Your Ops Stack is a Category

Short Form


The core strategy of managing complexity in computer science and programming is leveraging abstraction. Category Theory is a branch of mathematics dedicated to dealing with abstraction. It sounds like a match made in heaven, since so many of our best technologies are inspired by mathematics: PageRank, routing, graphs, and computers themselves.


After reading a post on Hacker News about how categories solve a particular problem, a developer is stuck reading Wikipedia pages about homological algebra and algebraic topology. Instead of starting from a math background, this presentation will take a network diagrams (the typical arrows and objects powerpoint illustration) and demonstrate it is actually a category. Changes to our category introduce us to functors, and functors lead us to natural transformations that let us merge multiple transformations while guaranteeing nothing breaks. Applied examples will take precedence, with the theory presented when appropriate and helpful to abstracting problems.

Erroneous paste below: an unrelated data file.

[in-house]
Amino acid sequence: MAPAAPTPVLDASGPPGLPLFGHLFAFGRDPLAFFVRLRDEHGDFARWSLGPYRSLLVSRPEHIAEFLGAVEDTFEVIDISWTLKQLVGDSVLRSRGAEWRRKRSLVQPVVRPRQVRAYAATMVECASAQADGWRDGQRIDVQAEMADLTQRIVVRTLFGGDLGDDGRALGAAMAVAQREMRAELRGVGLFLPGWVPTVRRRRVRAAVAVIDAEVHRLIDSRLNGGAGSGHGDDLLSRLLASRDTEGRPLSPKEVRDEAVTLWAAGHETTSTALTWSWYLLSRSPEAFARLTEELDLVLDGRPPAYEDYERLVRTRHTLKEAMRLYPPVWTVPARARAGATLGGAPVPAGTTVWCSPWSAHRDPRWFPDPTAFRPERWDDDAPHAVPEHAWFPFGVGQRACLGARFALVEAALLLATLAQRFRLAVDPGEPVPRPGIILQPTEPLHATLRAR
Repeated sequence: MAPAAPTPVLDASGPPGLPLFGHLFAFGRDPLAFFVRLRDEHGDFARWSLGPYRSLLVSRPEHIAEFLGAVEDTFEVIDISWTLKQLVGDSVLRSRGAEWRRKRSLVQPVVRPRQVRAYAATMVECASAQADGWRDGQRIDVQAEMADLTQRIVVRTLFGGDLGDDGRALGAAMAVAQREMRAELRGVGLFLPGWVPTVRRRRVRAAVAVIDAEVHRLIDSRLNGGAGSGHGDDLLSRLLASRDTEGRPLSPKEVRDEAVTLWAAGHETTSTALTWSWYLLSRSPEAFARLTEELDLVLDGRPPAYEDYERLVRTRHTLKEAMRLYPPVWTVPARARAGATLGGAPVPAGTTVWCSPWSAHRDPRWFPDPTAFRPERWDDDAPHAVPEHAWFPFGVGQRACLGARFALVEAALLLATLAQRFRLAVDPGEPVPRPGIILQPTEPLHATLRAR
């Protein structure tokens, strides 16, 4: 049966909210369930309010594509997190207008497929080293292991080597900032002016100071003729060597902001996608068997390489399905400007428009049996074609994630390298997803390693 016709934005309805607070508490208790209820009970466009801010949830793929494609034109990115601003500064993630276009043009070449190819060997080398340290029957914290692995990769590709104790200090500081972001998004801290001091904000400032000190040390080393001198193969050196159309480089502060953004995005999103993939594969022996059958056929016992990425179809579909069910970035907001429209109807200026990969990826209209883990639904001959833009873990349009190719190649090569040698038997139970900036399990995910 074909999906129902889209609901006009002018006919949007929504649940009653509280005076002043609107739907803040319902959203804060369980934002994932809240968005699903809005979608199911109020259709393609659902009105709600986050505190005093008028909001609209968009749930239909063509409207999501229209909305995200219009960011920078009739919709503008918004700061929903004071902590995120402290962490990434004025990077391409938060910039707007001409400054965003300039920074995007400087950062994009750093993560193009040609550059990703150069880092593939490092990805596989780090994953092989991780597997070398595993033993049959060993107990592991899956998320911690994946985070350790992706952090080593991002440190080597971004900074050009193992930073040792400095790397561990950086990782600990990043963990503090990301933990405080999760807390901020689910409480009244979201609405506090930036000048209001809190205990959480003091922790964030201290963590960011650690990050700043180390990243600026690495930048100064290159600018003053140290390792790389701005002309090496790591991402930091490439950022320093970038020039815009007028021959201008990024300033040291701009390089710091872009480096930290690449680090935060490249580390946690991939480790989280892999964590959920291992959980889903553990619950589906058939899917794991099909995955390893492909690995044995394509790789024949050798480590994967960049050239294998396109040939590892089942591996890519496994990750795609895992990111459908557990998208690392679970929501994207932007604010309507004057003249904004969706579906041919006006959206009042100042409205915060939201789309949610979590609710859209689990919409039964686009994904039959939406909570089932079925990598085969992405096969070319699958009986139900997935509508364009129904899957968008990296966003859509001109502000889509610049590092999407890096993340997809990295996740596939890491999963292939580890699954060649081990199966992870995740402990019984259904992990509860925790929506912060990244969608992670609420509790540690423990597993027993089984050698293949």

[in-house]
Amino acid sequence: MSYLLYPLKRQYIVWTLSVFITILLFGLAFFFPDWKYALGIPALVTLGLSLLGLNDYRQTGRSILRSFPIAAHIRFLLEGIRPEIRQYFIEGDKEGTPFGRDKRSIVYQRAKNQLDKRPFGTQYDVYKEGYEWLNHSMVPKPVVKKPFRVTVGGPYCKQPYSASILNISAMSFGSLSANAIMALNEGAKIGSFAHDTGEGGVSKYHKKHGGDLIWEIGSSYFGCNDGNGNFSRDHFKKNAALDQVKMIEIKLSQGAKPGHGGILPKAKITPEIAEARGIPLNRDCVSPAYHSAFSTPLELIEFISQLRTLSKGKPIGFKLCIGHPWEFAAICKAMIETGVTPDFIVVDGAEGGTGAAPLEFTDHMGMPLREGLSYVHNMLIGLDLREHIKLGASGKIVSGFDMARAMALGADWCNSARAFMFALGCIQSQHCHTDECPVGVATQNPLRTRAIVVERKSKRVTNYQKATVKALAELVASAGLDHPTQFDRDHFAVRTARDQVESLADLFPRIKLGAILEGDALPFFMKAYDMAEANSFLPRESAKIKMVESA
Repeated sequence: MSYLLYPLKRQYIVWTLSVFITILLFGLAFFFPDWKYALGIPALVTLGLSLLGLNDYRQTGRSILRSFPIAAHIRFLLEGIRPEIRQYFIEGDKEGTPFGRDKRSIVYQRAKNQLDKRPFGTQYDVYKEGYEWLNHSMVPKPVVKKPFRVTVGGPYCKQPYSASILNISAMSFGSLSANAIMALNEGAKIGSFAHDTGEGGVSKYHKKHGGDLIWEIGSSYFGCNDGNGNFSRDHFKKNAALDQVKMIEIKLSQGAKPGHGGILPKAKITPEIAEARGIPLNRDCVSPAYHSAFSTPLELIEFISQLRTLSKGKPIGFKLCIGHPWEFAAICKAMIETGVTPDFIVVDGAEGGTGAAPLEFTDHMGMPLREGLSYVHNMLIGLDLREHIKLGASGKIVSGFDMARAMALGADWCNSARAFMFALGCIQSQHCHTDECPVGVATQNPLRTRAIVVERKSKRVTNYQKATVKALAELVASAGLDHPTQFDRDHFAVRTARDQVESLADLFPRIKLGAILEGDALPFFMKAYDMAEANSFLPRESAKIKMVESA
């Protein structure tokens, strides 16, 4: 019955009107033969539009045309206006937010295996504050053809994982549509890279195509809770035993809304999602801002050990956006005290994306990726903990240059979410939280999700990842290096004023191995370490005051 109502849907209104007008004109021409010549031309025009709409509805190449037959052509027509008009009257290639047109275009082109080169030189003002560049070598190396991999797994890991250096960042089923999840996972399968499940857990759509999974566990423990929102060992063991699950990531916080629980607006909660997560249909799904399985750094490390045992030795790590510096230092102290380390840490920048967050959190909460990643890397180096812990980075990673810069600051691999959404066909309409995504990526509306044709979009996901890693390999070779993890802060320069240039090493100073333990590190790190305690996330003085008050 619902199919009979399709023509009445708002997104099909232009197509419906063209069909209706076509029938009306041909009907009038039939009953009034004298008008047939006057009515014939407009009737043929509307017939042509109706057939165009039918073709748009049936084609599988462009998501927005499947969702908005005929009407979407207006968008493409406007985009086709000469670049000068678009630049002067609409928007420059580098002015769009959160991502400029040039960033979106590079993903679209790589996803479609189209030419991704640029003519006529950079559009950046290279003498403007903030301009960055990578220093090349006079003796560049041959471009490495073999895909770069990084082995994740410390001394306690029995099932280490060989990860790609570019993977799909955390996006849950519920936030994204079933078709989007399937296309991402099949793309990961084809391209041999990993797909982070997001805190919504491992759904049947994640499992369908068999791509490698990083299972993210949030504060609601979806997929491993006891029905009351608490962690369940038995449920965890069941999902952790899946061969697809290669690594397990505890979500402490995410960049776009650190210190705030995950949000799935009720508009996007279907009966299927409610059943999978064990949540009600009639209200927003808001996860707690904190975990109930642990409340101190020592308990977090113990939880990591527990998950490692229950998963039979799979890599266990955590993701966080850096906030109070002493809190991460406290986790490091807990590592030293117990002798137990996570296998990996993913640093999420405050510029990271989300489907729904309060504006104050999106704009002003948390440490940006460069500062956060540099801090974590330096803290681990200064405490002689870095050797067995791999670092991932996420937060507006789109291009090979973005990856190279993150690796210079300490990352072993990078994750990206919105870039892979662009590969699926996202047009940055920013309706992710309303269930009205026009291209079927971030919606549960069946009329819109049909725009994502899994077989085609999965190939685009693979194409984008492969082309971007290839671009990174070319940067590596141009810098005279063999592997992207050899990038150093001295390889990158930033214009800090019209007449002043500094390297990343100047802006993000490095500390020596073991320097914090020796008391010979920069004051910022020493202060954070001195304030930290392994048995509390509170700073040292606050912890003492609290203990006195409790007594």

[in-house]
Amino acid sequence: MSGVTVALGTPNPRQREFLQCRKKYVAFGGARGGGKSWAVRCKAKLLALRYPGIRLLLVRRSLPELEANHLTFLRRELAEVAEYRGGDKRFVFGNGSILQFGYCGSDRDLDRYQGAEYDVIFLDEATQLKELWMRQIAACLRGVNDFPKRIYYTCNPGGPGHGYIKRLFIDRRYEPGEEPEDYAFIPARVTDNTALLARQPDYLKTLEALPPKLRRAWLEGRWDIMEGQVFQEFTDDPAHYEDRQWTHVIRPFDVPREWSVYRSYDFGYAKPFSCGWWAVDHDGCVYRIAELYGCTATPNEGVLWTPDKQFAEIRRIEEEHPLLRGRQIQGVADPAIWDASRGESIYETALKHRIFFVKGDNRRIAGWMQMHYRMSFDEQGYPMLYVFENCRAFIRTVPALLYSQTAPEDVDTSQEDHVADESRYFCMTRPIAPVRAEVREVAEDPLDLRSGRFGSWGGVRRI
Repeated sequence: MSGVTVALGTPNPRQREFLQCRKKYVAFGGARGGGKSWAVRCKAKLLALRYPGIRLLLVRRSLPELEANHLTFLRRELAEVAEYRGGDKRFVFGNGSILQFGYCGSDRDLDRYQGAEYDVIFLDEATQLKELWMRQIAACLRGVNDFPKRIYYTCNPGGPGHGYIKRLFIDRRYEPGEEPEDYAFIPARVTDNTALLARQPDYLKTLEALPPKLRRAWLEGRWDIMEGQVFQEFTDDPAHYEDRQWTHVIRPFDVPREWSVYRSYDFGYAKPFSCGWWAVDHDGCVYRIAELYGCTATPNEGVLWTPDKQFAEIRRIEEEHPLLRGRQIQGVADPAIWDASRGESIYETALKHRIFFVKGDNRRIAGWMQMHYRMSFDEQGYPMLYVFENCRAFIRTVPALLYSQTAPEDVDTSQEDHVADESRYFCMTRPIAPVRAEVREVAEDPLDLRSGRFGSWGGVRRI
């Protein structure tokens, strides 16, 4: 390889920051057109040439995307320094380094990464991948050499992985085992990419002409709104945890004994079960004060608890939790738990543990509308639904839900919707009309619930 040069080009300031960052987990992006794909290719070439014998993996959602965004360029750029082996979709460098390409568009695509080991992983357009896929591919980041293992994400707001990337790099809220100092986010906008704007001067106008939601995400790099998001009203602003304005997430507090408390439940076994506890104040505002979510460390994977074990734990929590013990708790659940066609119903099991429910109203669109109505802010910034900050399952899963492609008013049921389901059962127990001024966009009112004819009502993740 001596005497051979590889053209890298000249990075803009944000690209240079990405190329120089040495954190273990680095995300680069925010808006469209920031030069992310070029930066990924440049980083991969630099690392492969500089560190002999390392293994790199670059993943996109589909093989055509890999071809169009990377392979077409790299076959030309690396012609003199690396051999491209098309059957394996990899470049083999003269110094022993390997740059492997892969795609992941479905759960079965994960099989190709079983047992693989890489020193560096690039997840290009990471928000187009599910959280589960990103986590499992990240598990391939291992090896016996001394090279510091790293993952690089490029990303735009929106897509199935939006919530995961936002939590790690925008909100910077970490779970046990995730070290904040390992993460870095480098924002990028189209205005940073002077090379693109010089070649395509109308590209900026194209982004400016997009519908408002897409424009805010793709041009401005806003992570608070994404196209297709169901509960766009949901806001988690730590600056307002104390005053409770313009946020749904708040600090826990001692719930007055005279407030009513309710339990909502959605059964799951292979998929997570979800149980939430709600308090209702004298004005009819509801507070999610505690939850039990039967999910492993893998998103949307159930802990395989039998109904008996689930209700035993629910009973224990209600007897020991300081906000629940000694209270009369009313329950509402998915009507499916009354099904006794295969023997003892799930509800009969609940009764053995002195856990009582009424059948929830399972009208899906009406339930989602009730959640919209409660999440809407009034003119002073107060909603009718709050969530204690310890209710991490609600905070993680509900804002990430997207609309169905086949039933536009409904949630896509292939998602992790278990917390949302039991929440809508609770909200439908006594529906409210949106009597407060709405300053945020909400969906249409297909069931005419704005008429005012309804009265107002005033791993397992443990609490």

Using directed graphs to represent complex systems has can be an effective approach without sufficient context to represent system constraints. Essential concepts from Category Theory such as categories and functors will be presented as concrete examples of systems.

Real world applications spend inordinate amounts of time managing complexities introduced by schema changes. This talk will demonstrate schema migrations in terms of categories and functors as migrations between them, allowing non-breaking migrations and fast-forward / rewinds between categories via natural transformations.


Category Theory, systems, graphs, devops, Formal Methods, complexity

Speaking experience

Presentations in a graduate level context and some background in computer science education.


  • Brandon Crisp

    Nike via TekSystems


    I’m a DevOps Engineer contracting at Nike, coming at Ops from a software development background.

    I think in pictures.